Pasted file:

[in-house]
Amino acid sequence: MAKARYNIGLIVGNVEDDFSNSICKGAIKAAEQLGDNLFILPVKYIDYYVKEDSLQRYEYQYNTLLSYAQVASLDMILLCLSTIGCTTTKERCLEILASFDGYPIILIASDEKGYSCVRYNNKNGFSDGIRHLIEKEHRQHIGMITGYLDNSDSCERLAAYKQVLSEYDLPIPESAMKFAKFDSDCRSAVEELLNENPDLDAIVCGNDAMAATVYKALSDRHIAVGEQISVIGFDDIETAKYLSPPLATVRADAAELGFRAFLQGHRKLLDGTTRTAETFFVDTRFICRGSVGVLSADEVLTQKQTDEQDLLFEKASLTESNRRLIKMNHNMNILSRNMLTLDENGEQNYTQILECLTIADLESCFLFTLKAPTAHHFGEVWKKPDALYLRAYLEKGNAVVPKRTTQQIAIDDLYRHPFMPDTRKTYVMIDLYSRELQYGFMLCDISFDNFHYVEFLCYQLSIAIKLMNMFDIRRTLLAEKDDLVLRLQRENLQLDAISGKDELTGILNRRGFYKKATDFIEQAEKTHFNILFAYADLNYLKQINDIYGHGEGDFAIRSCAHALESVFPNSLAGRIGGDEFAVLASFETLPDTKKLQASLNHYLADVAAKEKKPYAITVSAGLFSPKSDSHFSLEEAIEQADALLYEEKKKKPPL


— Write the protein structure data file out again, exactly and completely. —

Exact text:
[in-house]
Amino acid sequence: MAKARYNIGLIVGNVEDDFSNSICKGAIKAAEQLGDNLFILPVKYIDYYVKEDSLQRYEYQYNTLLSYAQVASLDMILLCLSTIGCTTTKERCLEILASFDGYPIILIASDEKGYSCVRYNNKNGFSDGIRHLIEKEHRQHIGMITGYLDNSDSCERLAAYKQVLSEYDLPIPESAMKFAKFDSDCRSAVEELLNENPDLDAIVCGNDAMAATVYKALSDRHIAVGEQISVIGFDDIETAKYLSPPLATVRADAAELGFRAFLQGHRKLLDGTTRTAETFFVDTRFICRGSVGVLSADEVLTQKQTDEQDLLFEKASLTESNRRLIKMNHNMNILSRNMLTLDENGEQNYTQILECLTIADLESCFLFTLKAPTAHHFGEVWKKPDALYLRAYLEKGNAVVPKRTTQQIAIDDLYRHPFMPDTRKTYVMIDLYSRELQYGFMLCDISFDNFHYVEFLCYQLSIAIKLMNMFDIRRTLLAEKDDLVLRLQRENLQLDAISGKDELTGILNRRGFYKKATDFIEQAEKTHFNILFAYADLNYLKQINDIYGHGEGDFAIRSCAHALESVFPNSLAGRIGGDEFAVLASFETLPDTKKLQASLNHYLADVAAKEKKPYAITVSAGLFSPKSDSHFSLEEAIEQADALLYEEKKKKPPL